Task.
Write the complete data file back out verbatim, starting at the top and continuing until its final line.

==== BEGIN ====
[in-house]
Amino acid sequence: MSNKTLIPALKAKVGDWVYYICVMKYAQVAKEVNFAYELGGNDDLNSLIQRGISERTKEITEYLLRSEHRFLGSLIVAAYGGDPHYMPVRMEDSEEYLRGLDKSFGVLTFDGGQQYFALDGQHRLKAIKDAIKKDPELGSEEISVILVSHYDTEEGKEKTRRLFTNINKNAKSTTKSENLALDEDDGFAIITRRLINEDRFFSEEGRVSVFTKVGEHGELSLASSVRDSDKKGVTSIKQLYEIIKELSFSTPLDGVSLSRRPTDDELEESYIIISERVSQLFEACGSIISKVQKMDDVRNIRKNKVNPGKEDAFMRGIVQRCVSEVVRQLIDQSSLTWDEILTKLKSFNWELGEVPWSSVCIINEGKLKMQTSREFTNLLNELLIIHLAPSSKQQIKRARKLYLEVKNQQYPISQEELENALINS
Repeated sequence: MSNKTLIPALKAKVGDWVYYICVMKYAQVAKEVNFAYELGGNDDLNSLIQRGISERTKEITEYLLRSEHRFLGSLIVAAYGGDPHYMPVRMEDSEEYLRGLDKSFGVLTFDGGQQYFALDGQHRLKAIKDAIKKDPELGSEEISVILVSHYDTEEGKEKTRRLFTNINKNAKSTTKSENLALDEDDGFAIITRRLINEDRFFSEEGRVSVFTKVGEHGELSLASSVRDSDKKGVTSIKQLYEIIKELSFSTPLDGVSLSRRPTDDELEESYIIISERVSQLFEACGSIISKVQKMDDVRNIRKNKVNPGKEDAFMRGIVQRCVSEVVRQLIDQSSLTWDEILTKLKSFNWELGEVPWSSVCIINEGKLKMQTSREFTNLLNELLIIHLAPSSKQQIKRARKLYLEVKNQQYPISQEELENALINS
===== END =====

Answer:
[in-house]
Amino acid sequence: MSNKTLIPALKAKVGDWVYYICVMKYAQVAKEVNFAYELGGNDDLNSLIQRGISERTKEITEYLLRSEHRFLGSLIVAAYGGDPHYMPVRMEDSEEYLRGLDKSFGVLTFDGGQQYFALDGQHRLKAIKDAIKKDPELGSEEISVILVSHYDTEEGKEKTRRLFTNINKNAKSTTKSENLALDEDDGFAIITRRLINEDRFFSEEGRVSVFTKVGEHGELSLASSVRDSDKKGVTSIKQLYEIIKELSFSTPLDGVSLSRRPTDDELEESYIIISERVSQLFEACGSIISKVQKMDDVRNIRKNKVNPGKEDAFMRGIVQRCVSEVVRQLIDQSSLTWDEILTKLKSFNWELGEVPWSSVCIINEGKLKMQTSREFTNLLNELLIIHLAPSSKQQIKRARKLYLEVKNQQYPISQEELENALINS
Repeated sequence: MSNKTLIPALKAKVGDWVYYICVMKYAQVAKEVNFAYELGGNDDLNSLIQRGISERTKEITEYLLRSEHRFLGSLIVAAYGGDPHYMPVRMEDSEEYLRGLDKSFGVLTFDGGQQYFALDGQHRLKAIKDAIKKDPELGSEEISVILVSHYDTEEGKEKTRRLFTNINKNAKSTTKSENLALDEDDGFAIITRRLINEDRFFSEEGRVSVFTKVGEHGELSLASSVRDSDKKGVTSIKQLYEIIKELSFSTPLDGVSLSRRPTDDELEESYIIISERVSQLFEACGSIISKVQKMDDVRNIRKNKVNPGKEDAFMRGIVQRCVSEVVRQLIDQSSLTWDEILTKLKSFNWELGEVPWSSVCIINEGKLKMQTSREFTNLLNELLIIHLAPSSKQQIKRARKLYLEVKNQQYPISQEELENALINS